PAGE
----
The Science of Falling in Love – Phase One: Limerence

The Science of Fidelity and Infidelity Series

Molecules of Love: Are you the one?

The initial phase of a romantic relationship is often characterized by infatuation. However, amidst the excitement, there is the embedded fear that the relationship might be headed for a disaster. Whether this fear of loss is real or imagined, the agony of a lover’s heart can take powerful heights. Love can turn to hate, a relationship can become a major stressor, and hostile breakups have detrimental consequences on children.

“These violent delights have violent ends,” warned Shakespeare’s Friar Laurence, and his words are not far from what relationship researchers have observed. Indeed, there are measurable warning signs that precede relationship dissolution.  In order to understand how relationships get wrecked, we first need to understand how couples build (or erode) trust. Essentially, what makes good relationships work?

Can this be real? Is she the one? Is he the one? Can you even really know? These questions have kept many lovers in a daze during the day and awake at night. The answers cannot be revealed through a crystal ball, but only through the careful analysis of some salient patterns that make or break a relationship.

This blog explores the science of how it all starts.

Phase One: Limerence

The Science of Falling in Love

The term “limerence” was coined by Dr. Theresa Crenshaw in her book The Alchemy of Love and Lust, and it describes the initial “cascade” of hormones and neurotransmitters that accompany the feeling of falling in love. Interestingly, not every person can set off this special cascade of hormones, says researcher and author, John Gottman in Principia Amoris; people have to smell right, feel right, and touch right in order for this complex cocktail to be turned on. While this phase is not a necessary phase for marriage, it is expected in our Western culture to experience this rush of feelings. So how does this cascade of hormones toss lovers into such feelings of high?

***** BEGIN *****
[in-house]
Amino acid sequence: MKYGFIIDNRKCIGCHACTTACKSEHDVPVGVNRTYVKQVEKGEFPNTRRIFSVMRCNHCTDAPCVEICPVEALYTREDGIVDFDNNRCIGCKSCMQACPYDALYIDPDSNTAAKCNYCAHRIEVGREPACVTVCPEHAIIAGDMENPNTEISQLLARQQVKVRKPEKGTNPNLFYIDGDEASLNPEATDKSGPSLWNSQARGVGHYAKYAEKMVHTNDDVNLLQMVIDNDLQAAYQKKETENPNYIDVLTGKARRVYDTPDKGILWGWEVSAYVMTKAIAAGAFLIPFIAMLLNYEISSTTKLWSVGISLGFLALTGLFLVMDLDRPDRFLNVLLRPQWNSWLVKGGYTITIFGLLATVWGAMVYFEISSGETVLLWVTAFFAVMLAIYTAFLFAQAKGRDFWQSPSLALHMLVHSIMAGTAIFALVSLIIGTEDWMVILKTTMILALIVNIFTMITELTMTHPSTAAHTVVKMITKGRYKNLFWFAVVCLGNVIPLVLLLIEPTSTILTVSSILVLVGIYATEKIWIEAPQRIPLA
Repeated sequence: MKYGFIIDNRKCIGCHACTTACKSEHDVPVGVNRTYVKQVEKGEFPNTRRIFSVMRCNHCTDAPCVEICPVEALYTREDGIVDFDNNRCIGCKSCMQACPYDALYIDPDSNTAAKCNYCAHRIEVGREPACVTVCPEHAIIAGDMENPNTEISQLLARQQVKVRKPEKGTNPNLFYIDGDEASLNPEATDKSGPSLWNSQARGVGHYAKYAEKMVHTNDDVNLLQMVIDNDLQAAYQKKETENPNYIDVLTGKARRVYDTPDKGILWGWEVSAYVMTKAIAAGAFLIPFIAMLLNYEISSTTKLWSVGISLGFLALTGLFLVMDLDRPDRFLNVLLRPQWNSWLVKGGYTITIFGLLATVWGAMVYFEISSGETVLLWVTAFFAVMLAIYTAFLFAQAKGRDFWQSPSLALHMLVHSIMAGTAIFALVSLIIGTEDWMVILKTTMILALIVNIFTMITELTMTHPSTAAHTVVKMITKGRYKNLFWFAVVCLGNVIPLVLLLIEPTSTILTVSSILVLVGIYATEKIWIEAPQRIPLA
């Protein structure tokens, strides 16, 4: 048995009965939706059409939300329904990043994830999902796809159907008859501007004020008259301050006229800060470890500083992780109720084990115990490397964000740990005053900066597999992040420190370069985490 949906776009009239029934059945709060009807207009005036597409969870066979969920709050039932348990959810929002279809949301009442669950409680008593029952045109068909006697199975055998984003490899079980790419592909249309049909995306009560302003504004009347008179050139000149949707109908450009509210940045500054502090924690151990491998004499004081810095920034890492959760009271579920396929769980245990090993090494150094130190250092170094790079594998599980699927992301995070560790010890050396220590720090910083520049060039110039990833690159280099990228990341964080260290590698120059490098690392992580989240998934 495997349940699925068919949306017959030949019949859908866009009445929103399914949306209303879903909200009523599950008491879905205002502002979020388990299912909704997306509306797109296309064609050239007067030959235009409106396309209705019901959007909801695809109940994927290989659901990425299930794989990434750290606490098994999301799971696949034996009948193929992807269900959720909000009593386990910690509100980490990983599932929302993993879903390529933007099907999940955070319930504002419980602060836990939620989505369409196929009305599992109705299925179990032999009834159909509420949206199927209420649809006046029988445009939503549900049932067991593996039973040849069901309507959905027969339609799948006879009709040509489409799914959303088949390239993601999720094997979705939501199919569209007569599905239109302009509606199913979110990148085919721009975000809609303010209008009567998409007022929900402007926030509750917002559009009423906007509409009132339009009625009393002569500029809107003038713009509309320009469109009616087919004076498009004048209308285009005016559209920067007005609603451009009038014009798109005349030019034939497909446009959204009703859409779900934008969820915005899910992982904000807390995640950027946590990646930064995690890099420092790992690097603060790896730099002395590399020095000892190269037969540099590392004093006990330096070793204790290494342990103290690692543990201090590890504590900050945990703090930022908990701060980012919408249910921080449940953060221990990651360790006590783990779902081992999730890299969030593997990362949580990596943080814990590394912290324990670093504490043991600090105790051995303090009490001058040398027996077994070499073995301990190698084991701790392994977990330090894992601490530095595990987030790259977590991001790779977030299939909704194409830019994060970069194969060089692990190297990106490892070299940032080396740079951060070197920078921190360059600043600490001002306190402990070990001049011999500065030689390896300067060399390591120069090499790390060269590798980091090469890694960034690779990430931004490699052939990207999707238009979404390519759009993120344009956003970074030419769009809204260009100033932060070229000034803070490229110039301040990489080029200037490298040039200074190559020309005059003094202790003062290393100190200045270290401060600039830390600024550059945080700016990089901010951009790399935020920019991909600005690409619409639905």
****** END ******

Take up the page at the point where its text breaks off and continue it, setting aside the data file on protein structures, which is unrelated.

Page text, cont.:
Here is a breakdown of some of the major horomones responsible for leaving you feel madly in love:

  • Phenylethylamine (PEA) and Pheromones
    Hand-in-hand, these two create the magic moments of “fire sparkling in lovers’ eyes.”
  • Dehydroepiandrosterone (DHEA)
    DHEA is a natural aphrodisiac and has also been called the “mother of all hormones.” It increases our cognition, our metabolic rate, and even our immune system. It also may influence whom we find attractive.
  • Oxytocin
    This wonderful hormone is responsible for creating the experience of bonding between mother and child as well as between romantic partners through attachment and pair bonding. It has a crucial role in sexual function. No wonder that, by doing all this, oxytocin provides something all humans crave: feelings of being wanted and loved. Oxytocin contributes to fast and intuitive “System One Thinking” but also brings about poor judgment! Falling in love is a rather apt phrase to describe this process. We are “in a haze” as oxytocin surges in our brain. It makes us have blinders on and we don’t see red flags!
  • Estrogen
    Estrogen in women increases receptivity and willingness to open to her partner’s initiating.
  • Dopamine
    Of course, we can’t leave this one out. Dopamine creates motivation to seek pleasure, anticipation, and the feeling that something really amazing and enjoyable is about to happen. Having too much of dopamine can create its own problems. Therefore, we need serotonin to sufficiently chill us out before we get lost in too much pleasure seeking.
  • Serotonin
    Seratonin is more abundant in women and helps facilitate warmth and sociability.
  • Vasopressin
    Also known as “The Monogamy Molecule for Males,” vasopressin increases possessiveness and motivates warding off rivals. Remember that third person next to Romeo and Juliet’s duo? Yes, Paris was his name.

As enjoyable as Phase One is, it is also short-lived. While some decide to seize the moment and get married in this intoxicating phase, many couples roll over into Phase Two as they look at making a commitment.

So what happens next in Phase Two? A little preview: as oxytocin starts wearing off, the very thing that attracted us to our lover becomes irritating. We begin asking questions such as: Can I trust you? Will you be there for me? Do you have the characteristics to make me happy?

More on this next time.

Are you interested in pre-marital counseling, couples counseling, or marriage counseling? Our therapists at Watershed are trained and experienced in treating relationships, whether they are ready to embark on a commitment of a lifetime or are still in the discovery phase. Our pre-marital counseling and testing services are well-researched and scientifically based. Give us a call today!